What is a private placement offering?
On behalf of Law Office of Clifford J. Hunt, P.A. posted in private placements of securities on Wednesday, August 29, 2018.
A private placement offering of securities is a non-public offering of a company’s equity ownership interests. The ownership interests can consist of common stock, preferred stock, membership interests, options, warrants and convertible debentures. Typically, a company will engage in a private placement of its securities to raise operational capital before it ever seeks to “go public” by filing a registration statement with the Securities and Exchange Commission (“SEC”) or otherwise engage in a reverse merger with a company that is already a publicly traded entity. The securities in a private placement are typically sold directly to investors by the officers and directors of the issuing company. The securities sold in a private placement are deemed “restricted securities” as such term is defined in SEC Rule 144 and may not be transferred for at least six months on any public market such as the New York Stock Exchange, NASDAQ or OTCQB Market. The purchasers of securities in private placements become equity owners of the issuing company and may ultimately realize profits from their investment through appreciation in the price of the security or the distribution of dividends by the issuing company.
There are various exemptions from registration that companies can utilize in selling their unregistered securities. The most commonly utilized transaction exemption is found in SEC Regulation D, Rule 506. This exemption allows companies to sell an unlimited dollar amount of their securities to an unlimited number of “accredited investors.” An accredited investor is an individual who has a net worth in excess of $1,000,000 or annual income of at least $200,000 or $300,000 when investing with their spouse. Under both state and federal securities laws, a company may not sell its securities to more than 35 “non-accredited” investors in any single private placement offering. Florida has a self-executing transaction exemption that typically does not require the filing of any documents with the Florida Office of Financial Regulation or the payment of any filing fee. Each other state requires the filing of a Form D and payment of a filing fee in each Regulation D, Rule 506 offering.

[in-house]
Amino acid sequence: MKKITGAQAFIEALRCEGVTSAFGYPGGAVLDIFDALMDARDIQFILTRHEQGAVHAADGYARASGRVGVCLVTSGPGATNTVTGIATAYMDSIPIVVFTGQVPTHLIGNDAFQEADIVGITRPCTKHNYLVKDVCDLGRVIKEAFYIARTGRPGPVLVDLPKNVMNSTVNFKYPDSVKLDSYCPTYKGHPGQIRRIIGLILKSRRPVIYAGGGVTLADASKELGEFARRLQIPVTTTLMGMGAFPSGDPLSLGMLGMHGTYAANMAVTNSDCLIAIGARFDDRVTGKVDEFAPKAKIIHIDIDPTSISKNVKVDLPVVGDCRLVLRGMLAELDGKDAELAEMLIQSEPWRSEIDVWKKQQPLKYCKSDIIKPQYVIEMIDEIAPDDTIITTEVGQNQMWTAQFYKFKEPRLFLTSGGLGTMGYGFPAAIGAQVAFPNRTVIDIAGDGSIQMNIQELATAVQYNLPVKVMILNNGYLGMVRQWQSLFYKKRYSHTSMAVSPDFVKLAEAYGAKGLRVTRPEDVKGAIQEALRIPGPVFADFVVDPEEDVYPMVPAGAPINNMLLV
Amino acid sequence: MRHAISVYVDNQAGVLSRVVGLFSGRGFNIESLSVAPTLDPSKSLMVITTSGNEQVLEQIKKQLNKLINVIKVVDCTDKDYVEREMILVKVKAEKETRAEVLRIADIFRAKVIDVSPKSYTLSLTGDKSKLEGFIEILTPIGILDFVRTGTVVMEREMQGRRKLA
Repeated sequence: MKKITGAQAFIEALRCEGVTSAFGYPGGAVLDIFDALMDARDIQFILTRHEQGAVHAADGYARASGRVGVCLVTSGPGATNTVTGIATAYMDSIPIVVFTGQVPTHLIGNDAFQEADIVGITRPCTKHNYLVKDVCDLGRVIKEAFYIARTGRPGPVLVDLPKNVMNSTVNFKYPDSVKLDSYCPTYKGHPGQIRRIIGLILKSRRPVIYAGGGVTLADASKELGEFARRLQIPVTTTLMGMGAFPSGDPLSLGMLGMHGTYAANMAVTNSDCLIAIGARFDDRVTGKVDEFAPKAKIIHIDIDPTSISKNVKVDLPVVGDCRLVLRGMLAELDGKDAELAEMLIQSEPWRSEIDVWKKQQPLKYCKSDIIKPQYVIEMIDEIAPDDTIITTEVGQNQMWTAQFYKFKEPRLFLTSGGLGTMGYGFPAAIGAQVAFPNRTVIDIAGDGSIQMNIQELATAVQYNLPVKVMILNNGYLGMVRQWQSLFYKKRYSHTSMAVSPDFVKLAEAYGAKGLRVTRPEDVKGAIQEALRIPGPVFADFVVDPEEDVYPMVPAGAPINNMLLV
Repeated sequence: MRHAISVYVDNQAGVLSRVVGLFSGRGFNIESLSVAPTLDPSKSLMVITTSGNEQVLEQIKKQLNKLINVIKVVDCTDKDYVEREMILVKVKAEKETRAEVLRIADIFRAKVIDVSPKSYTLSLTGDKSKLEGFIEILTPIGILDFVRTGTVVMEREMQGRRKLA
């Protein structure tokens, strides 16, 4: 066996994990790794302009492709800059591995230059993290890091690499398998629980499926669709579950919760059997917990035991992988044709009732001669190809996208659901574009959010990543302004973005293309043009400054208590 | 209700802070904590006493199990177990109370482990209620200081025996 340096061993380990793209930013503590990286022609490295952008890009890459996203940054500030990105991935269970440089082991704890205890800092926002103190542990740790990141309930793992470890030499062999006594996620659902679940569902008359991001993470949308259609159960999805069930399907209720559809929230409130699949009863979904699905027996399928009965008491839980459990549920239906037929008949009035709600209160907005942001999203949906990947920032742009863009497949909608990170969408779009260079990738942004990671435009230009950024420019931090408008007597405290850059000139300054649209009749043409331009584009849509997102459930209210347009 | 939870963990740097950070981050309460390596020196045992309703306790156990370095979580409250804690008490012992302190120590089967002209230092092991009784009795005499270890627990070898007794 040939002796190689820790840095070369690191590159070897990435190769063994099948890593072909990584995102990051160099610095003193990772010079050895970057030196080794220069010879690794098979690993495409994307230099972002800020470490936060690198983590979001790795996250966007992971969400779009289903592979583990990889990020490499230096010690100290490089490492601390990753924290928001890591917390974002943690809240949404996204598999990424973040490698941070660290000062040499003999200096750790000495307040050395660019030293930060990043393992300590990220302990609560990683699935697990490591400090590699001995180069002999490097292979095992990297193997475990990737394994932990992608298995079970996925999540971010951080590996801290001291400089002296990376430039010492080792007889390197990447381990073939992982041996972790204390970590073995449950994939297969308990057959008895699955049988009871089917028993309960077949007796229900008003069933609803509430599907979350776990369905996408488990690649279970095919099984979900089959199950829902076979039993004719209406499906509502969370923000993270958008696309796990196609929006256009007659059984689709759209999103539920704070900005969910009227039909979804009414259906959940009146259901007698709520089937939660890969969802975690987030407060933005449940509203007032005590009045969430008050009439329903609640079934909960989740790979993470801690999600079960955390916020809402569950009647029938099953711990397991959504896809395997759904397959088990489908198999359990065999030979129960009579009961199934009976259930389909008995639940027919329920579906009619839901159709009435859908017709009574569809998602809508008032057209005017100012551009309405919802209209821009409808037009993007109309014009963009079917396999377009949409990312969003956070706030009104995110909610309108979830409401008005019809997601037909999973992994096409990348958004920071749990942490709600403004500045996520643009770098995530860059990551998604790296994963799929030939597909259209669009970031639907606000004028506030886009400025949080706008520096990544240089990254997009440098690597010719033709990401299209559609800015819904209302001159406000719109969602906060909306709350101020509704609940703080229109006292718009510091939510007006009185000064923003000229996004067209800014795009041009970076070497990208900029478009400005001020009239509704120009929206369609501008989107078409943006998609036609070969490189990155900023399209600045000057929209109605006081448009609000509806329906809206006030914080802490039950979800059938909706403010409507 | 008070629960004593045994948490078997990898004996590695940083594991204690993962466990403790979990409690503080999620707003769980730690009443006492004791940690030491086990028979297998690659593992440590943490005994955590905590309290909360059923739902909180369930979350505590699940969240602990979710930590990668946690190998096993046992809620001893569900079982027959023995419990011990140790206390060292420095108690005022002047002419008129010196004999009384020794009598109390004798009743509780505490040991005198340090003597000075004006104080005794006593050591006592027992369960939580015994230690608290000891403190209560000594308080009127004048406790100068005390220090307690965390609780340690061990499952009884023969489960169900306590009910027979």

However, unlike the highly regulated world in which publicly traded securities must operate, stocks sold in private placement offerings are not subject to as much scrutiny. In order to complete a private placement offering an entity must provide potential buyers with specific information about it and its operations so that the investors can make informed decisions about where to put their money.
Private placement offerings can serve certain types and sizes of businesses that may otherwise not receive the capital boosts they need on large stock exchanges. In order to set up a private placement offering, business owners should speak with securities attorneys in their communities who understand the important regulatory and legal compliance issues that must be met to effectuate these transactions.